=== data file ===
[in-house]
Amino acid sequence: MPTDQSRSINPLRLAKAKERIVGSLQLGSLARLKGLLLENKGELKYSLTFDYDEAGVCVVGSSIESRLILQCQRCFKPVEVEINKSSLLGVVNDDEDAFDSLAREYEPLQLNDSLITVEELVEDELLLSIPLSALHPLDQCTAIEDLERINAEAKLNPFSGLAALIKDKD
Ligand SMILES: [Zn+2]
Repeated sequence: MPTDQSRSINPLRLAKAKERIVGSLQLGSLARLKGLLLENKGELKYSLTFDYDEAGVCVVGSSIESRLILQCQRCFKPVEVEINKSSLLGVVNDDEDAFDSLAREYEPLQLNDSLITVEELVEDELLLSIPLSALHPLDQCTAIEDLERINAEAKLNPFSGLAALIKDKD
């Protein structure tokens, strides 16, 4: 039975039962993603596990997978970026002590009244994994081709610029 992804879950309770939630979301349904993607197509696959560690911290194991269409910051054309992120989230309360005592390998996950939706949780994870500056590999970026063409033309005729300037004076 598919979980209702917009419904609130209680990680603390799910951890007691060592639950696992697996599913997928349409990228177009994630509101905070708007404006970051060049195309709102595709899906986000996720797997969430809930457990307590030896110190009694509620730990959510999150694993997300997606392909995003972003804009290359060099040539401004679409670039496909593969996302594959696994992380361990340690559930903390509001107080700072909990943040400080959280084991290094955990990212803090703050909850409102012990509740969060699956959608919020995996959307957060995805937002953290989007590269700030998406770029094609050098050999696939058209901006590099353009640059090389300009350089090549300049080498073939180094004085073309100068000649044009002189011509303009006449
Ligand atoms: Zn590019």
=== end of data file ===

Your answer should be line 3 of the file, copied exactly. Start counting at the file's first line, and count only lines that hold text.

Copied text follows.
Ligand SMILES: [Zn+2]